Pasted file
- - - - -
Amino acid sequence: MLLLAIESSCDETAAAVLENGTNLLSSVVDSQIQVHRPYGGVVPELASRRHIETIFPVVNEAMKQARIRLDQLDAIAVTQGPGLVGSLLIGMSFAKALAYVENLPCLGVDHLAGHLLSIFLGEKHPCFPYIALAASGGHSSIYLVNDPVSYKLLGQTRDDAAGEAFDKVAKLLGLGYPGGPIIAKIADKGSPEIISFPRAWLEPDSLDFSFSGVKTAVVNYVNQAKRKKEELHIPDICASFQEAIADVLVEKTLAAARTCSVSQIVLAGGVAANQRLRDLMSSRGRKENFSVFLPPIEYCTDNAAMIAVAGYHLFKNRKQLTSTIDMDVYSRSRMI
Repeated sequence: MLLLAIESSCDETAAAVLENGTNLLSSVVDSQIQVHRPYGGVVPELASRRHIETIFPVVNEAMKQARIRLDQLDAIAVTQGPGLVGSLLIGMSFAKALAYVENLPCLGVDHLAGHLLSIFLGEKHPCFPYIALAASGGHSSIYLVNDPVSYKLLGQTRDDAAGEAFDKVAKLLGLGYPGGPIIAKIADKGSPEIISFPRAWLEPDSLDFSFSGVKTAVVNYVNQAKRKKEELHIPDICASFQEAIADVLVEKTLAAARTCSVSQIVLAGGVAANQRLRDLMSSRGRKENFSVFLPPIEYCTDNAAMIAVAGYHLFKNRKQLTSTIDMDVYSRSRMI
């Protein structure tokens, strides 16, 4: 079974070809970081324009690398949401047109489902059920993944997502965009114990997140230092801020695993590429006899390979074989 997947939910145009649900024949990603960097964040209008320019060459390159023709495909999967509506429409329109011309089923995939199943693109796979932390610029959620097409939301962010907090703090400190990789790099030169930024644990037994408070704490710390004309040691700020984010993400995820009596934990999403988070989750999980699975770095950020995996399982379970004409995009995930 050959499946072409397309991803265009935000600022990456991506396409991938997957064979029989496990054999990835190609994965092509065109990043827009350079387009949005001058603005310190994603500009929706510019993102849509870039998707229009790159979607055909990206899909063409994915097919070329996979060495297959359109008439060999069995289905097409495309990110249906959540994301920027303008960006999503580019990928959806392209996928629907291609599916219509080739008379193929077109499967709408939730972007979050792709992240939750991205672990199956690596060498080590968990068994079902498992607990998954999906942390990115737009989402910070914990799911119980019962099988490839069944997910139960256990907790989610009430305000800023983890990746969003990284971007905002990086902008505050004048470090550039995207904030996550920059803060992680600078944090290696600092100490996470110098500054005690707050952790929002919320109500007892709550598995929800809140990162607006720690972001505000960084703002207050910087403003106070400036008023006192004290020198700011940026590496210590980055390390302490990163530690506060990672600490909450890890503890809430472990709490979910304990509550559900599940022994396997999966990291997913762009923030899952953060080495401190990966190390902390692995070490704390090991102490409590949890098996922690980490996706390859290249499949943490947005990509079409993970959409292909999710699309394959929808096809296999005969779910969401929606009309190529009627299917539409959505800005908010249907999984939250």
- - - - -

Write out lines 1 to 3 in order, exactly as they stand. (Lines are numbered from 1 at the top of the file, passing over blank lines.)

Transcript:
Amino acid sequence: MLLLAIESSCDETAAAVLENGTNLLSSVVDSQIQVHRPYGGVVPELASRRHIETIFPVVNEAMKQARIRLDQLDAIAVTQGPGLVGSLLIGMSFAKALAYVENLPCLGVDHLAGHLLSIFLGEKHPCFPYIALAASGGHSSIYLVNDPVSYKLLGQTRDDAAGEAFDKVAKLLGLGYPGGPIIAKIADKGSPEIISFPRAWLEPDSLDFSFSGVKTAVVNYVNQAKRKKEELHIPDICASFQEAIADVLVEKTLAAARTCSVSQIVLAGGVAANQRLRDLMSSRGRKENFSVFLPPIEYCTDNAAMIAVAGYHLFKNRKQLTSTIDMDVYSRSRMI
Repeated sequence: MLLLAIESSCDETAAAVLENGTNLLSSVVDSQIQVHRPYGGVVPELASRRHIETIFPVVNEAMKQARIRLDQLDAIAVTQGPGLVGSLLIGMSFAKALAYVENLPCLGVDHLAGHLLSIFLGEKHPCFPYIALAASGGHSSIYLVNDPVSYKLLGQTRDDAAGEAFDKVAKLLGLGYPGGPIIAKIADKGSPEIISFPRAWLEPDSLDFSFSGVKTAVVNYVNQAKRKKEELHIPDICASFQEAIADVLVEKTLAAARTCSVSQIVLAGGVAANQRLRDLMSSRGRKENFSVFLPPIEYCTDNAAMIAVAGYHLFKNRKQLTSTIDMDVYSRSRMI
């Protein structure tokens, strides 16, 4: 079974070809970081324009690398949401047109489902059920993944997502965009114990997140230092801020695993590429006899390979074989 997947939910145009649900024949990603960097964040209008320019060459390159023709495909999967509506429409329109011309089923995939199943693109796979932390610029959620097409939301962010907090703090400190990789790099030169930024644990037994408070704490710390004309040691700020984010993400995820009596934990999403988070989750999980699975770095950020995996399982379970004409995009995930 050959499946072409397309991803265009935000600022990456991506396409991938997957064979029989496990054999990835190609994965092509065109990043827009350079387009949005001058603005310190994603500009929706510019993102849509870039998707229009790159979607055909990206899909063409994915097919070329996979060495297959359109008439060999069995289905097409495309990110249906959540994301920027303008960006999503580019990928959806392209996928629907291609599916219509080739008379193929077109499967709408939730972007979050792709992240939750991205672990199956690596060498080590968990068994079902498992607990998954999906942390990115737009989402910070914990799911119980019962099988490839069944997910139960256990907790989610009430305000800023983890990746969003990284971007905002990086902008505050004048470090550039995207904030996550920059803060992680600078944090290696600092100490996470110098500054005690707050952790929002919320109500007892709550598995929800809140990162607006720690972001505000960084703002207050910087403003106070400036008023006192004290020198700011940026590496210590980055390390302490990163530690506060990672600490909450890890503890809430472990709490979910304990509550559900599940022994396997999966990291997913762009923030899952953060080495401190990966190390902390692995070490704390090991102490409590949890098996922690980490996706390859290249499949943490947005990509079409993970959409292909999710699309394959929808096809296999005969779910969401929606009309190529009627299917539409959505800005908010249907999984939250």